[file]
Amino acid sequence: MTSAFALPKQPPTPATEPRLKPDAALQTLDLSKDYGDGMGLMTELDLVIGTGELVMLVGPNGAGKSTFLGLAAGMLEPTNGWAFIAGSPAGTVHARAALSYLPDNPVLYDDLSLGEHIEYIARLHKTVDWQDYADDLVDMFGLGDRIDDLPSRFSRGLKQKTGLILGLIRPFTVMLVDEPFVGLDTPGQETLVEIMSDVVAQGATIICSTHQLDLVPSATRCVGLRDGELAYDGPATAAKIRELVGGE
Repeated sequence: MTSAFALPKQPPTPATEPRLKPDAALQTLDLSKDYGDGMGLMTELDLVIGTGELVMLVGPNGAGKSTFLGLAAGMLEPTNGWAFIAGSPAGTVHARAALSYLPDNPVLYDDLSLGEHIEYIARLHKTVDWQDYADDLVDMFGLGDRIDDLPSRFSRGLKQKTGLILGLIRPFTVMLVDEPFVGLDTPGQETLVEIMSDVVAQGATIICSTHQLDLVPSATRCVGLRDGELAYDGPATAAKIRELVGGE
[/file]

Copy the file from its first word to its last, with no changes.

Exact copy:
Amino acid sequence: MTSAFALPKQPPTPATEPRLKPDAALQTLDLSKDYGDGMGLMTELDLVIGTGELVMLVGPNGAGKSTFLGLAAGMLEPTNGWAFIAGSPAGTVHARAALSYLPDNPVLYDDLSLGEHIEYIARLHKTVDWQDYADDLVDMFGLGDRIDDLPSRFSRGLKQKTGLILGLIRPFTVMLVDEPFVGLDTPGQETLVEIMSDVVAQGATIICSTHQLDLVPSATRCVGLRDGELAYDGPATAAKIRELVGGE
Repeated sequence: MTSAFALPKQPPTPATEPRLKPDAALQTLDLSKDYGDGMGLMTELDLVIGTGELVMLVGPNGAGKSTFLGLAAGMLEPTNGWAFIAGSPAGTVHARAALSYLPDNPVLYDDLSLGEHIEYIARLHKTVDWQDYADDLVDMFGLGDRIDDLPSRFSRGLKQKTGLILGLIRPFTVMLVDEPFVGLDTPGQETLVEIMSDVVAQGATIICSTHQLDLVPSATRCVGLRDGELAYDGPATAAKIRELVGGE